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Wisconsin industry leaders look a year ahead if tariffs stay in place

Friday, October 26, 2018   (0 Comments)
Posted by: Patrick Leary, Milwaukee Business Journal

Perhaps the greatest challenge posed by the tariffs that have been put in place by or resulted from the Trump administration's policies is uncertainty, both over if they will escalate and when they will end.

Despite that uncertainty, Wisconsin manufacturing and industry leaders tried to predict what their various business situations will look like should tariffs, including ones on steel and aluminum, Chinese goods, and retaliatory policies from other nations, continue for another year.

The executives were featured at a panel discussion hosted in Waukesha at Husco International by Farmers for Free Trade, a government advocacy group, as part of its Tariffs Hurt the Heartland initiative.

Tariffs Hurt the Heartland released a report Thursday that estimated Wisconsin companies paid 47 percent more in tariffs in August 2018 than they did in August 2017, and that the administration's tariffs directly and indirectly cost those same firms $54 million this summer. Here's a look at what the six panelists said when asked to project what their business will look like through another year of that climate.

Mary Isbister, president, GenMet Corp.: "If the tariffs stay the same, and they don't increase, and we don't get new ones, we'll be OK. We have strategic relationships with our customers. We're very transparent. We work well and effectively together. We support each other's industries. We will survive and adapt as we have through lots of different economic cycles in the manufacturing industry.

"But if things continue to change, or if there's a lot of uncertainty and ambiguity in what's going to happen in trade policy, that's where we will have difficulty, as will other organizations, whether it's banking relationships or how many people do you hire because you're anticipating growth or you don't know if you're going to have growth. Those are things that businesses in every industry have a really hard time grappling with."

Austin Ramirez, president and CEO, Husco International: "If the tariffs stay long term, we'll be less profitable, we'll invest less in the community, and we'll have relatively more production overseas than we do in the U.S., versus if the tariffs weren't here."

Dan Katt, co-founder, Good City Brewing: "If expansion gets too expensive, you just don't expand or you expand less. That's probably the main thing, and then the second part is if our margins get squeezed in, that's less that we have to be engaged in the community."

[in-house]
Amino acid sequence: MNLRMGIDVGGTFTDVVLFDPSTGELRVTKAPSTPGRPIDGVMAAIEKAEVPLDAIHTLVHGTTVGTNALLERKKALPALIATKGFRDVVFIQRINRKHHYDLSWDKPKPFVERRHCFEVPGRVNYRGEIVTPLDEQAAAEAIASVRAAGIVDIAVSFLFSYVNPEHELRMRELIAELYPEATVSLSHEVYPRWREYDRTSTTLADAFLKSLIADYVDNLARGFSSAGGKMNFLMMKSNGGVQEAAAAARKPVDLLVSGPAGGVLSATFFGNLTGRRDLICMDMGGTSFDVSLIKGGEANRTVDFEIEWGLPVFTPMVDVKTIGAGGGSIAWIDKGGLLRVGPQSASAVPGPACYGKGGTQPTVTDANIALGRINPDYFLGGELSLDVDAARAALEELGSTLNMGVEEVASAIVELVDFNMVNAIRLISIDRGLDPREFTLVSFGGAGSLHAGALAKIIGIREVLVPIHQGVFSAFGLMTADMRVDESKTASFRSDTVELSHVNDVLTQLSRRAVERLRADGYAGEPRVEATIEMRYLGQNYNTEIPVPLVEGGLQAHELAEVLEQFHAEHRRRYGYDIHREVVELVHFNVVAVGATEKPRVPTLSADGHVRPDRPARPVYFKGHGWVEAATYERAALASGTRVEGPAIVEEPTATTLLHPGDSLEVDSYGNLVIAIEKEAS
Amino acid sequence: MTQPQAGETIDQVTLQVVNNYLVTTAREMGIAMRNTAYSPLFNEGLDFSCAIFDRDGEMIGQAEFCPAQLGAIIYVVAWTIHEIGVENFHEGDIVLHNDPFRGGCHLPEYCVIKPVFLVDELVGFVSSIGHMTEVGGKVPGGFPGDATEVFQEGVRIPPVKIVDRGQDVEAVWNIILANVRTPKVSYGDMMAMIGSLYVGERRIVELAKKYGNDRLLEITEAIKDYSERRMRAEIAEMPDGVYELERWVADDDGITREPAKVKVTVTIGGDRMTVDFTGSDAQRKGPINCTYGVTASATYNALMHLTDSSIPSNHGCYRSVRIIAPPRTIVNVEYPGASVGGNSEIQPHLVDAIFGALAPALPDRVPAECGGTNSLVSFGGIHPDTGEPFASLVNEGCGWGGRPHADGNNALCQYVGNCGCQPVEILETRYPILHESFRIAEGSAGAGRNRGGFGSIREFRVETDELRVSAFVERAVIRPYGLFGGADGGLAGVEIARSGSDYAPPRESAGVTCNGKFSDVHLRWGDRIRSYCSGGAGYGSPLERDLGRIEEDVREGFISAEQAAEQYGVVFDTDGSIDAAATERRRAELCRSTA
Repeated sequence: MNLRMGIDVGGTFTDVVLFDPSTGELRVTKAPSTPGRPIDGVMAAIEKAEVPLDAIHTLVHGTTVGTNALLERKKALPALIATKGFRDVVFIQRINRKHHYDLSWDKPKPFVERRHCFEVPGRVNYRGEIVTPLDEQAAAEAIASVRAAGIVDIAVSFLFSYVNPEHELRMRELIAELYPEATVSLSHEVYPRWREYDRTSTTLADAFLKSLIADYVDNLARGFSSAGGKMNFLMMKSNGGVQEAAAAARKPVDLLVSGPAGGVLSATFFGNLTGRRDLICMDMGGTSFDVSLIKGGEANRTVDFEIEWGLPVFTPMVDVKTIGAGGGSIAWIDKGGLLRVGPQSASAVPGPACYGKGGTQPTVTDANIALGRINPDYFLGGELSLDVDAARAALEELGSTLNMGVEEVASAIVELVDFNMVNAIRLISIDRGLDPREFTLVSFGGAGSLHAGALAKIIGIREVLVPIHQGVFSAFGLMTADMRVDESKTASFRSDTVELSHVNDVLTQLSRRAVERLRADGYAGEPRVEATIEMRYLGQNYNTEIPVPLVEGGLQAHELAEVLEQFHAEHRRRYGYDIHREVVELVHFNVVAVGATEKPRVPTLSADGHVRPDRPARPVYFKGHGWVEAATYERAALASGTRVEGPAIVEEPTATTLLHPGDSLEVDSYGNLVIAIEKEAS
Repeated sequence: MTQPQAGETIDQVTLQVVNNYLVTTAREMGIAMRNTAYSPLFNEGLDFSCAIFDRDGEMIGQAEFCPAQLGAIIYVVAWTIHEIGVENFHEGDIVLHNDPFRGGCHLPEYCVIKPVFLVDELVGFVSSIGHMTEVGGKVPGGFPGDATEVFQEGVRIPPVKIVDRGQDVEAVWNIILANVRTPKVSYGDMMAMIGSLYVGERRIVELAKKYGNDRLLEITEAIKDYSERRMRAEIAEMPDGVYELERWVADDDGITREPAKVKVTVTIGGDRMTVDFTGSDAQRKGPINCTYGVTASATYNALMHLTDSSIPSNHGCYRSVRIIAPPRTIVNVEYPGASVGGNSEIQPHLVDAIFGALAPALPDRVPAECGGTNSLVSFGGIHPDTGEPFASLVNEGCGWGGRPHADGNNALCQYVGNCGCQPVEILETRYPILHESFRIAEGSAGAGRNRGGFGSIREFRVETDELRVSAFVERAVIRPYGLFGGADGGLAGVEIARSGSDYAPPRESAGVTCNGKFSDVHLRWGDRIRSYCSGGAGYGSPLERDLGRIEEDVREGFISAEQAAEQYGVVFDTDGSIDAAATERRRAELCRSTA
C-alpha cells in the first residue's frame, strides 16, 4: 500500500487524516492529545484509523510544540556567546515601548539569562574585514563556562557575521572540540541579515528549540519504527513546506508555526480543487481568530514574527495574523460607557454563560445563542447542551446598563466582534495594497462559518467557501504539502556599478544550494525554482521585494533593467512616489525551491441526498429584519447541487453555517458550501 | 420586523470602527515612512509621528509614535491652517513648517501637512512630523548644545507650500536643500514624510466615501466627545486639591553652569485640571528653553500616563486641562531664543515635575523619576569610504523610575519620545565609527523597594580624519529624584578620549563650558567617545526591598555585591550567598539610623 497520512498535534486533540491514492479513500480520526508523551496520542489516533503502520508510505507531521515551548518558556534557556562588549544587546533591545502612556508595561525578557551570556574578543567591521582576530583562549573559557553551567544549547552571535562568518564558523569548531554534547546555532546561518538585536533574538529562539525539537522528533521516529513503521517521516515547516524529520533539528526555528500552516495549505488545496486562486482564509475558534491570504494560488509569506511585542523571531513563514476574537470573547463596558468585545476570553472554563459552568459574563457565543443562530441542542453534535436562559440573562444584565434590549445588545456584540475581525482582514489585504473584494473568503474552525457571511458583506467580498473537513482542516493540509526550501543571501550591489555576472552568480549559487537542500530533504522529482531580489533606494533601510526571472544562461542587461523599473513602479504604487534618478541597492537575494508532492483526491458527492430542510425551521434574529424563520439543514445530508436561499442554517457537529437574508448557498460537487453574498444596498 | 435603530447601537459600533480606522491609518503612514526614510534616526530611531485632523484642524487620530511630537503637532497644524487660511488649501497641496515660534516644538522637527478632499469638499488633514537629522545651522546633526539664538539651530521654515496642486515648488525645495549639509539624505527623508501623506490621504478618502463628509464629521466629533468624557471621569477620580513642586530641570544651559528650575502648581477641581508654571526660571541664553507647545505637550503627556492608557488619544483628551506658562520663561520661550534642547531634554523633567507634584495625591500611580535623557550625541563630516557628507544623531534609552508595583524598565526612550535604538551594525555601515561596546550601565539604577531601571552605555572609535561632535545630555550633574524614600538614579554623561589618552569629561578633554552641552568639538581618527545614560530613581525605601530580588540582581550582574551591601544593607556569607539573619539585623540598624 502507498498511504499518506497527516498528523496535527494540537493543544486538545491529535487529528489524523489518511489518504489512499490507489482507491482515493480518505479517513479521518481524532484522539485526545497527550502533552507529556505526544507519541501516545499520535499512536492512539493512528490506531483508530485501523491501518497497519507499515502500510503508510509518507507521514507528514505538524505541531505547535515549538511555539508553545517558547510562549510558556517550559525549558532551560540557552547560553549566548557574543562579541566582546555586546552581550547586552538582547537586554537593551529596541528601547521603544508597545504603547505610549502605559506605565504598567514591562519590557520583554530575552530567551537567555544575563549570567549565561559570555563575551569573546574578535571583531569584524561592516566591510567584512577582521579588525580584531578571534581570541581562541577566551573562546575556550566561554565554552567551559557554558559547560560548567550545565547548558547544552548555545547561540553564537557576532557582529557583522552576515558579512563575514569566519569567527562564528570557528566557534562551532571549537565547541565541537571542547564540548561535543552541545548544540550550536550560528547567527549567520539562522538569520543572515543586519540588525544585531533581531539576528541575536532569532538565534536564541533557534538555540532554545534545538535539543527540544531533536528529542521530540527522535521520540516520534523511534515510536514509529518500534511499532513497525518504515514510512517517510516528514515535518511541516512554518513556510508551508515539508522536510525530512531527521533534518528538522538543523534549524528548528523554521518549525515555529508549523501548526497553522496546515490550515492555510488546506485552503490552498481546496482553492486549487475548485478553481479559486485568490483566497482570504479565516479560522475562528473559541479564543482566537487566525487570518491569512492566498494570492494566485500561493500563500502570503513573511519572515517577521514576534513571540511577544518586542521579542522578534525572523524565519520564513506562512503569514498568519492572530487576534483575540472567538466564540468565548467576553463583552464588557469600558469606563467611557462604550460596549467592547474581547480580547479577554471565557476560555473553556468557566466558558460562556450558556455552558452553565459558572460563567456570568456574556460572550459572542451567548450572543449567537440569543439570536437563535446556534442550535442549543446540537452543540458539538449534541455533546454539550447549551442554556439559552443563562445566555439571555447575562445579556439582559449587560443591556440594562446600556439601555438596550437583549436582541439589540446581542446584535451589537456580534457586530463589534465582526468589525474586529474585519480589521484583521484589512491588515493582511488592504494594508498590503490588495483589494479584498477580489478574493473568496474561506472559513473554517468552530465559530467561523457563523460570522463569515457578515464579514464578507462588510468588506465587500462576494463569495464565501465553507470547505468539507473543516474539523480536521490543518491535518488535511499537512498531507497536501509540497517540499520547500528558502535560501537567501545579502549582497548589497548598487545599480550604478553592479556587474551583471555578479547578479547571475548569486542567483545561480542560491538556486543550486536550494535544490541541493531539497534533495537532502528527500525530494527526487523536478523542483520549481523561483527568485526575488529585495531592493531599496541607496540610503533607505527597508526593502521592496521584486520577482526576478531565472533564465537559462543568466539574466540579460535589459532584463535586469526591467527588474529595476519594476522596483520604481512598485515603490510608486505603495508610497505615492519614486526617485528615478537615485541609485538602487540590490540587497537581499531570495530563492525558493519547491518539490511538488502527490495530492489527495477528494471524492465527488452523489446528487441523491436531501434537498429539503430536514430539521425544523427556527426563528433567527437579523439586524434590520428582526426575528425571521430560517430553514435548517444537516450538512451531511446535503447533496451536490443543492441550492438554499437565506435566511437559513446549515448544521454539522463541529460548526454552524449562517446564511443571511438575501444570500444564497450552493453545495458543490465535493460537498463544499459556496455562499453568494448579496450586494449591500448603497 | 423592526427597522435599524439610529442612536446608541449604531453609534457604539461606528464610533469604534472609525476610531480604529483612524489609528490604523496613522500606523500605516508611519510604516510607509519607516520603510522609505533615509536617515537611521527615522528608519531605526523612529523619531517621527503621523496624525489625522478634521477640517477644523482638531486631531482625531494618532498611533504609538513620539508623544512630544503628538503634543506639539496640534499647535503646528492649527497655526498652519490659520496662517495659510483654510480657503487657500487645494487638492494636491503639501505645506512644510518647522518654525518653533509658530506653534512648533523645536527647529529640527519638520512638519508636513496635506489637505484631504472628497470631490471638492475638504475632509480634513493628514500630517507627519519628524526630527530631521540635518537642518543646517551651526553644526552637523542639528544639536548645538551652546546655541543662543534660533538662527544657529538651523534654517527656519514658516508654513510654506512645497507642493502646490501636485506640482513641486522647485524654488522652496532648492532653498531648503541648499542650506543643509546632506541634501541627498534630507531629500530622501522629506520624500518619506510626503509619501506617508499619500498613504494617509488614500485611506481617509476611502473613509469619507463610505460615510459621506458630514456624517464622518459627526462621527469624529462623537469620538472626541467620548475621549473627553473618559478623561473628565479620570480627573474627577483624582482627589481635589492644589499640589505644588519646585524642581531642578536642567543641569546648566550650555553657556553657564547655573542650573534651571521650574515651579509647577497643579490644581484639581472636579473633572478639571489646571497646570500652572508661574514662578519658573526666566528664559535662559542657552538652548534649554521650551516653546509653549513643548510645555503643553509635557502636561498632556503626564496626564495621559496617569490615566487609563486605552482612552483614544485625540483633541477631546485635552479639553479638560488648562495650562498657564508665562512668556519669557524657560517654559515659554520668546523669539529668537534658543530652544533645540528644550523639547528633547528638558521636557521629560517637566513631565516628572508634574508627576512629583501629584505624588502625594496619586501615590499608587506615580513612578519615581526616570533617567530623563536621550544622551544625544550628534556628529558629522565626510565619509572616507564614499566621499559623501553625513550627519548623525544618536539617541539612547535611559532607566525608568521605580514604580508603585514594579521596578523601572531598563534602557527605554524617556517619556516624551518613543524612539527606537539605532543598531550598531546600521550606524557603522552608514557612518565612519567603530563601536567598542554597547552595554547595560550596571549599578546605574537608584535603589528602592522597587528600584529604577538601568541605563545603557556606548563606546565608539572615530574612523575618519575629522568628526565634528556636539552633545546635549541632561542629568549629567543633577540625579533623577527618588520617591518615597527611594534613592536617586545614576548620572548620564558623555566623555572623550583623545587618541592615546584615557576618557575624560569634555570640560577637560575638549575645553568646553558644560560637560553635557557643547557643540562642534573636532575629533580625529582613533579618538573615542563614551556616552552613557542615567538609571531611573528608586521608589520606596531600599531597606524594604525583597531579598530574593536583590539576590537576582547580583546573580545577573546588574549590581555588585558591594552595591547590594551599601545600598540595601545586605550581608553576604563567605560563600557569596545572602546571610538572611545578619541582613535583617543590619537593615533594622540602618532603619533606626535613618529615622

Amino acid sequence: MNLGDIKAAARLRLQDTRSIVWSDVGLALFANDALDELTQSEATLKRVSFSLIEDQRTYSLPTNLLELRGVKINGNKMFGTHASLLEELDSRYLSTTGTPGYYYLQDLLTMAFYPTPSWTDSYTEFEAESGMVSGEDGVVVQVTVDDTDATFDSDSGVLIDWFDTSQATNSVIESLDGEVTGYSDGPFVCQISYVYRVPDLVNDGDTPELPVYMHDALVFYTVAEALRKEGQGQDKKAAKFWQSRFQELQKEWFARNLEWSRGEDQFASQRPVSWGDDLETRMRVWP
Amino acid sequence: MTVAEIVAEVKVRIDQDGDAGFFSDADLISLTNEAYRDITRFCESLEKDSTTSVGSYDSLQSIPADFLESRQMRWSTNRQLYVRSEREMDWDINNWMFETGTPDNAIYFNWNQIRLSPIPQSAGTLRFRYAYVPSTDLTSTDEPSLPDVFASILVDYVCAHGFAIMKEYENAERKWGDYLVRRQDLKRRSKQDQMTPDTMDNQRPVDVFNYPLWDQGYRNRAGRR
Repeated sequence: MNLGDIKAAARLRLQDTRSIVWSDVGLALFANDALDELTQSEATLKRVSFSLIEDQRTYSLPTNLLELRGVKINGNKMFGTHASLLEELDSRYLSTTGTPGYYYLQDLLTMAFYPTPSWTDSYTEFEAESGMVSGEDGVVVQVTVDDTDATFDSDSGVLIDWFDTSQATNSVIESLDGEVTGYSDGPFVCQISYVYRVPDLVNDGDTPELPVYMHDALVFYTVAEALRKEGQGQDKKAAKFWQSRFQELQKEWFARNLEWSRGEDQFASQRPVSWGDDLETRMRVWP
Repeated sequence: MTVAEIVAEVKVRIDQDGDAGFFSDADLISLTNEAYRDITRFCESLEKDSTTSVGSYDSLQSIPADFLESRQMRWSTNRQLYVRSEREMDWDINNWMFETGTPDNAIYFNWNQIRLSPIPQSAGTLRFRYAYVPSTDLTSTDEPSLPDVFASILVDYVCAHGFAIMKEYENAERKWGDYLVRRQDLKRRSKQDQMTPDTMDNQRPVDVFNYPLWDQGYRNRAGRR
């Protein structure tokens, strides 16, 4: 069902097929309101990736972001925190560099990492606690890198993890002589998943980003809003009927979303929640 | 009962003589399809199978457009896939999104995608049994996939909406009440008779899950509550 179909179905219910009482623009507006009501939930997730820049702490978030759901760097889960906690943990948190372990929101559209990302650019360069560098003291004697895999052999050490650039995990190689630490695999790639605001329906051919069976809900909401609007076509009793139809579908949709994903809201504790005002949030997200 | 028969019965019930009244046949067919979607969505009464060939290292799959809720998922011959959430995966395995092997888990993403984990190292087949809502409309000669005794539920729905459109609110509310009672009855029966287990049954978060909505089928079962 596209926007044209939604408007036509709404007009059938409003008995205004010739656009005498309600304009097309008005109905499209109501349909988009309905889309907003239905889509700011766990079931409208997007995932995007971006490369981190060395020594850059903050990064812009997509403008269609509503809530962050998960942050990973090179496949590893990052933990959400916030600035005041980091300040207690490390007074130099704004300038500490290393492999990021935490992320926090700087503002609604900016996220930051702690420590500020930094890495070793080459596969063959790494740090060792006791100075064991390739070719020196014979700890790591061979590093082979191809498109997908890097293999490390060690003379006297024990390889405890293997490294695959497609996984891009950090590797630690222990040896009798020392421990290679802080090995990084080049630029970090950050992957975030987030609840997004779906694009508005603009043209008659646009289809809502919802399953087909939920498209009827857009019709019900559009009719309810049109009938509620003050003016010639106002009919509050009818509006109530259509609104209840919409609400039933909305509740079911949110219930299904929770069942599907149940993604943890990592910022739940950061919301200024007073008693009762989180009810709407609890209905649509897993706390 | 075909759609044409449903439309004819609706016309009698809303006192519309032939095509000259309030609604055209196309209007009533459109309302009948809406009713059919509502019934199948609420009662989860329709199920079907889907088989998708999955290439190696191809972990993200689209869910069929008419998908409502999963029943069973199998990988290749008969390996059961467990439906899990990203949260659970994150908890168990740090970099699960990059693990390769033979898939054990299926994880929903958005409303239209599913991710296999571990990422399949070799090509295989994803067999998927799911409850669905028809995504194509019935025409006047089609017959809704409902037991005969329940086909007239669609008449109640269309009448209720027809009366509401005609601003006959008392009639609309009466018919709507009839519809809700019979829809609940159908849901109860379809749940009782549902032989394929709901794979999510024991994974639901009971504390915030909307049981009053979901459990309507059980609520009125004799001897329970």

Susan Quam, executive vice president, Wisconsin Restaurant Association: "We're a business of entrepreneurs and small business and independent people. It's difficult to start a restaurant. It's difficult to get it up and running. It usually takes a couple years before you see profitability. With not only the issues relating to equipment buildouts and possible changes in food prices that are going to make it more difficult, and you couple that with the labor shortage we have, I think we're going to see fewer startups, fewer new restaurants coming into play as that pressure is there moving forward."

Jim Holte, president, Wisconsin Farm Bureau: "In agriculture, the tariffs in place now are compounding the issue of global oversupply of food products. Nearly all the basics, milk, grain, beans, oil seeds. The continued tariffs in place or additional ones are just going to continue to drive the challenges of profitability for farmers. Farmers are price takers not price makers. So while there is an active futures market out there, the opportunities to look forward and lock in a profitable price are very limited in nearly all of the major commodities. I would include, very appropriately, dairy in that, because dairy is what Wisconsin is. Half of the agriculture industry in Wisconsin is dairy. It's extremely important to us.

"So the continued tariffs will have a challenging effect on profitability for both my neighbors and colleagues."

John Kirchner, executive director, U.S. Chamber of Commerce, Midwest Region: "Tariffs are a tax. These tariffs are going to be passed down to the end consumer, so your prices of products, goods and services are going to go up. For those businesses that are going to absorb a lot of those costs, if your prices aren't going up that means they're maybe not expanding, they're maybe not hiring new employees, they're wages aren't going up to the same degree.

"More broadly, the economy is moving along quite nicely. Unemployment is historically low. GDP growth is very strong. A lot of that is tied to tax reform and regulatory reform. These tariffs could have a significant negative impact on the economy as a whole, which is going to affect everyone in the country from top to bottom."

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